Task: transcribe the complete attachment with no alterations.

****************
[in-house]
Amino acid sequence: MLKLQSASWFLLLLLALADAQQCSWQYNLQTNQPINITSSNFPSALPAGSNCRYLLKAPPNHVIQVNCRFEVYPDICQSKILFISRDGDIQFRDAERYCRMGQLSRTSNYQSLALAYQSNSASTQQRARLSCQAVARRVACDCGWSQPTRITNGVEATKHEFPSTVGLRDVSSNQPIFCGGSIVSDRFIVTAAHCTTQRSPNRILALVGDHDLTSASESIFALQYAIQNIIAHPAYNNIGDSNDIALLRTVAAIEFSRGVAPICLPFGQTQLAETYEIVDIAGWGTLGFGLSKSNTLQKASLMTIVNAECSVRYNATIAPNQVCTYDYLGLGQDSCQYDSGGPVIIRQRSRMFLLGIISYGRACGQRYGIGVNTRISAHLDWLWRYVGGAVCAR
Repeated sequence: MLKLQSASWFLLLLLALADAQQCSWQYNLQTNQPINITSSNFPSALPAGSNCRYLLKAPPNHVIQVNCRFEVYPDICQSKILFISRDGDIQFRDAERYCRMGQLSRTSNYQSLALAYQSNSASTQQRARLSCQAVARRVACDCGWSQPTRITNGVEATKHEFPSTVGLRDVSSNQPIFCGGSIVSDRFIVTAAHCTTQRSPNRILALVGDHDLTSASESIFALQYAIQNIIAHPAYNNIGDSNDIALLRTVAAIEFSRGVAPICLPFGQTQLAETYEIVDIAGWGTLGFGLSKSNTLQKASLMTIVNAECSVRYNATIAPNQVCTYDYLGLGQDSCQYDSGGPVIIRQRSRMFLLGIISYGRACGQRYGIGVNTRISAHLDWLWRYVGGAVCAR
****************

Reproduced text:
[in-house]
Amino acid sequence: MLKLQSASWFLLLLLALADAQQCSWQYNLQTNQPINITSSNFPSALPAGSNCRYLLKAPPNHVIQVNCRFEVYPDICQSKILFISRDGDIQFRDAERYCRMGQLSRTSNYQSLALAYQSNSASTQQRARLSCQAVARRVACDCGWSQPTRITNGVEATKHEFPSTVGLRDVSSNQPIFCGGSIVSDRFIVTAAHCTTQRSPNRILALVGDHDLTSASESIFALQYAIQNIIAHPAYNNIGDSNDIALLRTVAAIEFSRGVAPICLPFGQTQLAETYEIVDIAGWGTLGFGLSKSNTLQKASLMTIVNAECSVRYNATIAPNQVCTYDYLGLGQDSCQYDSGGPVIIRQRSRMFLLGIISYGRACGQRYGIGVNTRISAHLDWLWRYVGGAVCAR
Repeated sequence: MLKLQSASWFLLLLLALADAQQCSWQYNLQTNQPINITSSNFPSALPAGSNCRYLLKAPPNHVIQVNCRFEVYPDICQSKILFISRDGDIQFRDAERYCRMGQLSRTSNYQSLALAYQSNSASTQQRARLSCQAVARRVACDCGWSQPTRITNGVEATKHEFPSTVGLRDVSSNQPIFCGGSIVSDRFIVTAAHCTTQRSPNRILALVGDHDLTSASESIFALQYAIQNIIAHPAYNNIGDSNDIALLRTVAAIEFSRGVAPICLPFGQTQLAETYEIVDIAGWGTLGFGLSKSNTLQKASLMTIVNAECSVRYNATIAPNQVCTYDYLGLGQDSCQYDSGGPVIIRQRSRMFLLGIISYGRACGQRYGIGVNTRISAHLDWLWRYVGGAVCAR